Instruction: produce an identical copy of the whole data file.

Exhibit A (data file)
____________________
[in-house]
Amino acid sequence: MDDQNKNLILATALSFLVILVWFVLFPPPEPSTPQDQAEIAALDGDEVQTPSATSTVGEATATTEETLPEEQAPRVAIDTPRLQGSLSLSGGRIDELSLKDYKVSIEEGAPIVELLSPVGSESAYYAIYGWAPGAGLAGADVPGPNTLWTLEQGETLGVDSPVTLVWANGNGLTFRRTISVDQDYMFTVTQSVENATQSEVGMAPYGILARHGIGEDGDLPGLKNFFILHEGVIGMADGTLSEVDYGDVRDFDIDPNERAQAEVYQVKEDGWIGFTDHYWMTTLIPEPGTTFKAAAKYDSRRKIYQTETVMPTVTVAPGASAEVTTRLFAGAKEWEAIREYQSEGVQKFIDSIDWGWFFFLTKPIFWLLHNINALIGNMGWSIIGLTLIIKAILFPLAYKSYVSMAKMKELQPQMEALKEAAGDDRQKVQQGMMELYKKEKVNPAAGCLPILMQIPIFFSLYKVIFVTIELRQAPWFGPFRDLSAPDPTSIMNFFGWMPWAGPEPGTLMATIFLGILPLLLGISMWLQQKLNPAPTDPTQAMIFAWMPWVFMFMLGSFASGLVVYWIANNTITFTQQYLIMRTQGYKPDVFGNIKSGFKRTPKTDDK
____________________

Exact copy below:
[in-house]
Amino acid sequence: MDDQNKNLILATALSFLVILVWFVLFPPPEPSTPQDQAEIAALDGDEVQTPSATSTVGEATATTEETLPEEQAPRVAIDTPRLQGSLSLSGGRIDELSLKDYKVSIEEGAPIVELLSPVGSESAYYAIYGWAPGAGLAGADVPGPNTLWTLEQGETLGVDSPVTLVWANGNGLTFRRTISVDQDYMFTVTQSVENATQSEVGMAPYGILARHGIGEDGDLPGLKNFFILHEGVIGMADGTLSEVDYGDVRDFDIDPNERAQAEVYQVKEDGWIGFTDHYWMTTLIPEPGTTFKAAAKYDSRRKIYQTETVMPTVTVAPGASAEVTTRLFAGAKEWEAIREYQSEGVQKFIDSIDWGWFFFLTKPIFWLLHNINALIGNMGWSIIGLTLIIKAILFPLAYKSYVSMAKMKELQPQMEALKEAAGDDRQKVQQGMMELYKKEKVNPAAGCLPILMQIPIFFSLYKVIFVTIELRQAPWFGPFRDLSAPDPTSIMNFFGWMPWAGPEPGTLMATIFLGILPLLLGISMWLQQKLNPAPTDPTQAMIFAWMPWVFMFMLGSFASGLVVYWIANNTITFTQQYLIMRTQGYKPDVFGNIKSGFKRTPKTDDK